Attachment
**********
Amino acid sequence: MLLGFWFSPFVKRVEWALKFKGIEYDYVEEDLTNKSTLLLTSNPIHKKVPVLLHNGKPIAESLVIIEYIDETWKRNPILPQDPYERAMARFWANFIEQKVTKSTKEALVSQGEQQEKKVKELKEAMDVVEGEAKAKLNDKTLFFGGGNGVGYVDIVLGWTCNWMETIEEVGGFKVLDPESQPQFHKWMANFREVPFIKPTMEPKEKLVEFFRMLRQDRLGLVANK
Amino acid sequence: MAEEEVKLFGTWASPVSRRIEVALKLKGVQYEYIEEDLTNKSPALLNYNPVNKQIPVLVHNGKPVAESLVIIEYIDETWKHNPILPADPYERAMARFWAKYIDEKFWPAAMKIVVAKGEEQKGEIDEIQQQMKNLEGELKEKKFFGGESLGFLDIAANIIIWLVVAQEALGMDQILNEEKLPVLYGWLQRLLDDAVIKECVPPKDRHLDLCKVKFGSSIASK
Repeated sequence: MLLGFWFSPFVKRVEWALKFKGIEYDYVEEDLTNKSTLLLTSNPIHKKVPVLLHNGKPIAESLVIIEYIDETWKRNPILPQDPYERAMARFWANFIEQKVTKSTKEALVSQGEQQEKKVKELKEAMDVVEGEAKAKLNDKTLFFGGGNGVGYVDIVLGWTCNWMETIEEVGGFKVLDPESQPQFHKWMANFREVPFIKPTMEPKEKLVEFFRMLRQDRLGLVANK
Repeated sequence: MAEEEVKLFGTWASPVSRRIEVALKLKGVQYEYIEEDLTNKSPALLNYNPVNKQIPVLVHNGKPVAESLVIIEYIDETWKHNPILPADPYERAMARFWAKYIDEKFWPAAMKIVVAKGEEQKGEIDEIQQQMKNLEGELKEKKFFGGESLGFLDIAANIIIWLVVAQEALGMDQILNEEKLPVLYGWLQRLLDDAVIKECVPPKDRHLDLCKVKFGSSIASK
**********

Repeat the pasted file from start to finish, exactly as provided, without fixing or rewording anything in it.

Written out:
Amino acid sequence: MLLGFWFSPFVKRVEWALKFKGIEYDYVEEDLTNKSTLLLTSNPIHKKVPVLLHNGKPIAESLVIIEYIDETWKRNPILPQDPYERAMARFWANFIEQKVTKSTKEALVSQGEQQEKKVKELKEAMDVVEGEAKAKLNDKTLFFGGGNGVGYVDIVLGWTCNWMETIEEVGGFKVLDPESQPQFHKWMANFREVPFIKPTMEPKEKLVEFFRMLRQDRLGLVANK
Amino acid sequence: MAEEEVKLFGTWASPVSRRIEVALKLKGVQYEYIEEDLTNKSPALLNYNPVNKQIPVLVHNGKPVAESLVIIEYIDETWKHNPILPADPYERAMARFWAKYIDEKFWPAAMKIVVAKGEEQKGEIDEIQQQMKNLEGELKEKKFFGGESLGFLDIAANIIIWLVVAQEALGMDQILNEEKLPVLYGWLQRLLDDAVIKECVPPKDRHLDLCKVKFGSSIASK
Repeated sequence: MLLGFWFSPFVKRVEWALKFKGIEYDYVEEDLTNKSTLLLTSNPIHKKVPVLLHNGKPIAESLVIIEYIDETWKRNPILPQDPYERAMARFWANFIEQKVTKSTKEALVSQGEQQEKKVKELKEAMDVVEGEAKAKLNDKTLFFGGGNGVGYVDIVLGWTCNWMETIEEVGGFKVLDPESQPQFHKWMANFREVPFIKPTMEPKEKLVEFFRMLRQDRLGLVANK
Repeated sequence: MAEEEVKLFGTWASPVSRRIEVALKLKGVQYEYIEEDLTNKSPALLNYNPVNKQIPVLVHNGKPVAESLVIIEYIDETWKHNPILPADPYERAMARFWAKYIDEKFWPAAMKIVVAKGEEQKGEIDEIQQQMKNLEGELKEKKFFGGESLGFLDIAANIIIWLVVAQEALGMDQILNEEKLPVLYGWLQRLLDDAVIKECVPPKDRHLDLCKVKFGSSIASK